What is it?

Lean production is a production methodology focused on eliminating waste, where waste is defined as anything that does not add value for the customer. Although Lean's heritage is manufacturing, it is applicable to all types of organisation and all an organisation's processes. While the origins of Lean principles are not clear, Toyota has been instrumental in the development and application of Lean, and many tools are derived from the Toyota Production System (TPS). The tools are rooted in "The Toyota Way," which is focused on improving the flow or smoothness of production by eliminating unevenness in the production process. Lean methodology is not concerned with workarounds but with getting to grips with the root causes of waste. Lean defines seven types of waste, called the "Seven Deadly Wastes." These are:

Waste What is it?
Lean tool

Production ahead of demand.

  • Kanban: "Pull" system of logistical control.
  • SMED: Single Minute Exchange of Die. Quicker setup enables shorter runs.
  • Takt: Matching the rate of production with the rate of demand.

The cost of defect production and the effort required to monitor for defects.

  • Poka Yoke: Mistake-proofing. Any intervention that prevents mistakes happening in the first place.
  • Jidoka: Automation with a human touch, or "autonomation". Line stops when a defect is detected.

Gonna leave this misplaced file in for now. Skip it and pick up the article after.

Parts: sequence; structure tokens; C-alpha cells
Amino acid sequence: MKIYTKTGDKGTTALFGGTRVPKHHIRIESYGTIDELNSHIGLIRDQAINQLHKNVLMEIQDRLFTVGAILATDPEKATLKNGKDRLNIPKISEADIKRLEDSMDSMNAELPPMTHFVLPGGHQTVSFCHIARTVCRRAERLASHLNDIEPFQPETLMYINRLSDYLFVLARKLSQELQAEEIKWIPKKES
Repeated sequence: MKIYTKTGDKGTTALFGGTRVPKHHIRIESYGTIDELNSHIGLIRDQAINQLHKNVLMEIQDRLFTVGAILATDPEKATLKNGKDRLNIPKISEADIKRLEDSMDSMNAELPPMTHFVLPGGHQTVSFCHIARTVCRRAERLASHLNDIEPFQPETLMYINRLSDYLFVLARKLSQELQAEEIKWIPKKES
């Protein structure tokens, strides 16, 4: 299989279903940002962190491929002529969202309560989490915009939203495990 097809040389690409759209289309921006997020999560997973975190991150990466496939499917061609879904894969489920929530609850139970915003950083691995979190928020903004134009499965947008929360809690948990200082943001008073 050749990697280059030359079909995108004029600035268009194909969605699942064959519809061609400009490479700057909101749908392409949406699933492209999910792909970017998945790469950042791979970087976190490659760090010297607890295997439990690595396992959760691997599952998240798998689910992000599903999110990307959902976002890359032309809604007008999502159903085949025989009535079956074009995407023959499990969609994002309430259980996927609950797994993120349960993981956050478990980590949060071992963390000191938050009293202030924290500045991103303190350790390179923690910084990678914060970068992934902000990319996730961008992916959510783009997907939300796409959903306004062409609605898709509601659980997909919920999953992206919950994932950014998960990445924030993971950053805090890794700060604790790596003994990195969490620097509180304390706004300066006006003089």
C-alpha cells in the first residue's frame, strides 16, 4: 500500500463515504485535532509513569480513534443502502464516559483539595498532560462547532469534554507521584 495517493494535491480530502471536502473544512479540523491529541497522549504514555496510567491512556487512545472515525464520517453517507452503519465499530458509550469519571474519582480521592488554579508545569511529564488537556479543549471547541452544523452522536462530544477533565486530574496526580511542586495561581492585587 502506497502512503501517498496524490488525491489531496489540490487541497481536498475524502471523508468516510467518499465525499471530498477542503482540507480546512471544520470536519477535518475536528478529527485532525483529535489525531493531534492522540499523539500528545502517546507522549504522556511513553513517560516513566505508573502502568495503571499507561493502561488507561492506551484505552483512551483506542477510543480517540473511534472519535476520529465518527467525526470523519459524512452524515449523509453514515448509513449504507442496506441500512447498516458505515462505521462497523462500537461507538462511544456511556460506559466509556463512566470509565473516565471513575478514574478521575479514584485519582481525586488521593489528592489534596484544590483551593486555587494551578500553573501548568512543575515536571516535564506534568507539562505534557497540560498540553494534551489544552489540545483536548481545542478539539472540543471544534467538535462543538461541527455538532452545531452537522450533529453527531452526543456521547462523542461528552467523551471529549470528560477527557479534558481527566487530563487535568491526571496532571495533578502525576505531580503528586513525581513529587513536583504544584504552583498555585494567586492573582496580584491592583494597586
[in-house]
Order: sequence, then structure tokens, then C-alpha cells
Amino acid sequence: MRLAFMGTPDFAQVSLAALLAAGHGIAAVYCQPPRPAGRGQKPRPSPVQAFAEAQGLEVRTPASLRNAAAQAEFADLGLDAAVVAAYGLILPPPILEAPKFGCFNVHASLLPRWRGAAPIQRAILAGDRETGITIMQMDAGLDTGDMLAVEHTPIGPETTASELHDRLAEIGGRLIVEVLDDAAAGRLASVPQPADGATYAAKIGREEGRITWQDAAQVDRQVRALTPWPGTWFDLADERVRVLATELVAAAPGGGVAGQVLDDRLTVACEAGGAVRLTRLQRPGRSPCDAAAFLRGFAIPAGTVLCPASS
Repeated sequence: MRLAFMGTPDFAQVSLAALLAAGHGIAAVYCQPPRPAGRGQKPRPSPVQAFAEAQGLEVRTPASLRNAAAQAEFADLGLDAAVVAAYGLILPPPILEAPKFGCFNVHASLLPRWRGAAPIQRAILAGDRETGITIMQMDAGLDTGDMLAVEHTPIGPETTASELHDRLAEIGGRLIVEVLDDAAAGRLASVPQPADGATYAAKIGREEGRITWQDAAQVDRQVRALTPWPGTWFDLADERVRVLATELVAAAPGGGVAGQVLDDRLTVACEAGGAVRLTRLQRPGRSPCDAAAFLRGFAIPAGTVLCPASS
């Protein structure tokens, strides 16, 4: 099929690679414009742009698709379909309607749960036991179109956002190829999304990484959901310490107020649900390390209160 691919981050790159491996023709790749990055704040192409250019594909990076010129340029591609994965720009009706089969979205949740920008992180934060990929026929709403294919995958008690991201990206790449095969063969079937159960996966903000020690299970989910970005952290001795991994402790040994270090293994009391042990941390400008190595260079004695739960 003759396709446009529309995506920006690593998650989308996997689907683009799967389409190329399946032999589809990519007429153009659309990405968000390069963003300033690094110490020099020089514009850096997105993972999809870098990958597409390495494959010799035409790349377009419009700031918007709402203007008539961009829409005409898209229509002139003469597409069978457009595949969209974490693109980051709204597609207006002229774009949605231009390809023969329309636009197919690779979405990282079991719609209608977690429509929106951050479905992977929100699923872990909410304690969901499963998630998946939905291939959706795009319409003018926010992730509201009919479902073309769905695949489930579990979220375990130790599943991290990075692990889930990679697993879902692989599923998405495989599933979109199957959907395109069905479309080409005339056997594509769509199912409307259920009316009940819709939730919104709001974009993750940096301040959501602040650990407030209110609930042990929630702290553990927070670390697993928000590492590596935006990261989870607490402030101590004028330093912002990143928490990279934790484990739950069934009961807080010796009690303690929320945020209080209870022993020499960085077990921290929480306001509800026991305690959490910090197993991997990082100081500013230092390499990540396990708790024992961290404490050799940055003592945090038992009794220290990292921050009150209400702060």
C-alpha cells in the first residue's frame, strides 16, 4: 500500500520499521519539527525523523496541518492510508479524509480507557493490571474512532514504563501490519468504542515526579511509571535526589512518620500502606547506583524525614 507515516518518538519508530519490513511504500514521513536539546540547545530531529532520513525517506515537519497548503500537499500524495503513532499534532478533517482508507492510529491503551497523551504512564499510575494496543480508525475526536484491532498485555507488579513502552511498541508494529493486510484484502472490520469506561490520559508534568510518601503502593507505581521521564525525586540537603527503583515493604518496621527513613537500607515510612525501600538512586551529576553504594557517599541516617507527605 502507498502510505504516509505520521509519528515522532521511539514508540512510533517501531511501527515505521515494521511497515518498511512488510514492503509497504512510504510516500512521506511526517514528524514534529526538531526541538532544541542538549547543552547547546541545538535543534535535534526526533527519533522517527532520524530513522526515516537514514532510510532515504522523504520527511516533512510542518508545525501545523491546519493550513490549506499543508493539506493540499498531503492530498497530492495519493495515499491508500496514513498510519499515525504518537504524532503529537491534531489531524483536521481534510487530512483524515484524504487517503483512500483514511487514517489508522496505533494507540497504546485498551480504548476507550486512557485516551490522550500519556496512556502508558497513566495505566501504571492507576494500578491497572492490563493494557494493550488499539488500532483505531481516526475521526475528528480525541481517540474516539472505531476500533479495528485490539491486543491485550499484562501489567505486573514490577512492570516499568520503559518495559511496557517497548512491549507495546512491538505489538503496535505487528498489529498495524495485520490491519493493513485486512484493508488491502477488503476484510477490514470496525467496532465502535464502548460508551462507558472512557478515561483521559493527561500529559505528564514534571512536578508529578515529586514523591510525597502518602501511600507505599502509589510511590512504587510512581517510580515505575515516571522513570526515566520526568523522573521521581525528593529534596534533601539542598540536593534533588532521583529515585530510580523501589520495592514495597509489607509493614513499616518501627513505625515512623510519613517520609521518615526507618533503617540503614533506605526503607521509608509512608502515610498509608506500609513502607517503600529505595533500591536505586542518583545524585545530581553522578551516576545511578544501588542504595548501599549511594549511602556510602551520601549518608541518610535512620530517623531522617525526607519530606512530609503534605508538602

• Kaizen: An opportunity to improve something. "Having no problem is the biggest problem of all." – Taiichi Ohno.

Production interruptions or time spent waiting for the next step of the production process.

  • Heijunka: Production levelling.
  • Standardised work.

When people must move more than necessary for their part of the production process. For example, moving pieces between a remote bin and machine.

  • 5S: Optimise the ergonomics of the place of work ("gemba").

Stocks of finished goods or work in progress not being processed.

  • Just-in-time (JIT) logistics.
  • Heijunka: Production levelling.

Excessive movement of materials, work in progress or finished goods.

  • Value stream mapping.
  • Ergonomic design of production line.
Over Processing

Processing to compensate for poor design or production processes.

  • Kaizen: Customer-driven improvements.

What benefits does the process provide?

  • Improved on-time delivery.
  • Improved quality.
  • Improved customer service and satisfaction.
  • Simpler production process and, therefore, simpler production management.
  • Reduced defects.
  • Reduced resource consumption.
  • Increased efficiency.

Implementing lean production? Questions to consider

  • Is the current production system fully documented?
  • Has the proposed production system been documented?
  • Have senior leaders accepted the business case for change?
  • Is the business case based on the wastes identified in the current process?
  • Does the business case ascertain the Lean tools appropriate for the identified wastes?
  • Have senior leaders and key implementation personnel been trained in applicable Lean techniques?
  • Has implementation been fully planned and resources approved?
  • Have the measures of success and targets been agreed?
  • Are incentives in place to encourage buy-in to kaizen?
Actions to take / Dos Actions to avoid / Don'ts
  • Be realistic about what's achievable.
  • Lean depends on people – so educate all personnel.
  • Empower people in the work place – they know best.
  • Embrace kaizen principles and philosophies. No innovation is too small.
  • Don't try to be too ambitious.
Related and similar practices to consider Further resources
  • 5S
  • 7 wastes (muda)
  • Just-in-time (JIT)
  • Mistake proofing (Poka yoke)
  • Single Minute Exchange of Die (SMED)